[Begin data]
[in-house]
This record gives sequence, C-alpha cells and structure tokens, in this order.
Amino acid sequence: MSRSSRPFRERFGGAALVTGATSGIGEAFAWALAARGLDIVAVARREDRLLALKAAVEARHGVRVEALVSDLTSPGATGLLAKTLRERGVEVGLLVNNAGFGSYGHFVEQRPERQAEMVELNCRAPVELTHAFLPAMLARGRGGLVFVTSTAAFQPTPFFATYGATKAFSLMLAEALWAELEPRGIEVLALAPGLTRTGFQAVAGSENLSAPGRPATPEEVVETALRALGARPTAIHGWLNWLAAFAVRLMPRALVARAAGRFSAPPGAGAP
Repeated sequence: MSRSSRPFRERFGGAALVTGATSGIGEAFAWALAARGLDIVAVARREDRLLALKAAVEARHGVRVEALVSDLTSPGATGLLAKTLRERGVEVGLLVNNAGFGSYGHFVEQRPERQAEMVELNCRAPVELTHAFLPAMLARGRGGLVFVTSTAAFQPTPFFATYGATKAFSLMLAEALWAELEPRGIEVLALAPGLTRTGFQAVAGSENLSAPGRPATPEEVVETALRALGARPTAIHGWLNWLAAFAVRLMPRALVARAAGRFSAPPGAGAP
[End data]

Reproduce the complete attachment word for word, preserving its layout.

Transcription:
[in-house]
This record gives sequence, C-alpha cells and structure tokens, in this order.
Amino acid sequence: MSRSSRPFRERFGGAALVTGATSGIGEAFAWALAARGLDIVAVARREDRLLALKAAVEARHGVRVEALVSDLTSPGATGLLAKTLRERGVEVGLLVNNAGFGSYGHFVEQRPERQAEMVELNCRAPVELTHAFLPAMLARGRGGLVFVTSTAAFQPTPFFATYGATKAFSLMLAEALWAELEPRGIEVLALAPGLTRTGFQAVAGSENLSAPGRPATPEEVVETALRALGARPTAIHGWLNWLAAFAVRLMPRALVARAAGRFSAPPGAGAP
Repeated sequence: MSRSSRPFRERFGGAALVTGATSGIGEAFAWALAARGLDIVAVARREDRLLALKAAVEARHGVRVEALVSDLTSPGATGLLAKTLRERGVEVGLLVNNAGFGSYGHFVEQRPERQAEMVELNCRAPVELTHAFLPAMLARGRGGLVFVTSTAAFQPTPFFATYGATKAFSLMLAEALWAELEPRGIEVLALAPGLTRTGFQAVAGSENLSAPGRPATPEEVVETALRALGARPTAIHGWLNWLAAFAVRLMPRALVARAAGRFSAPPGAGAP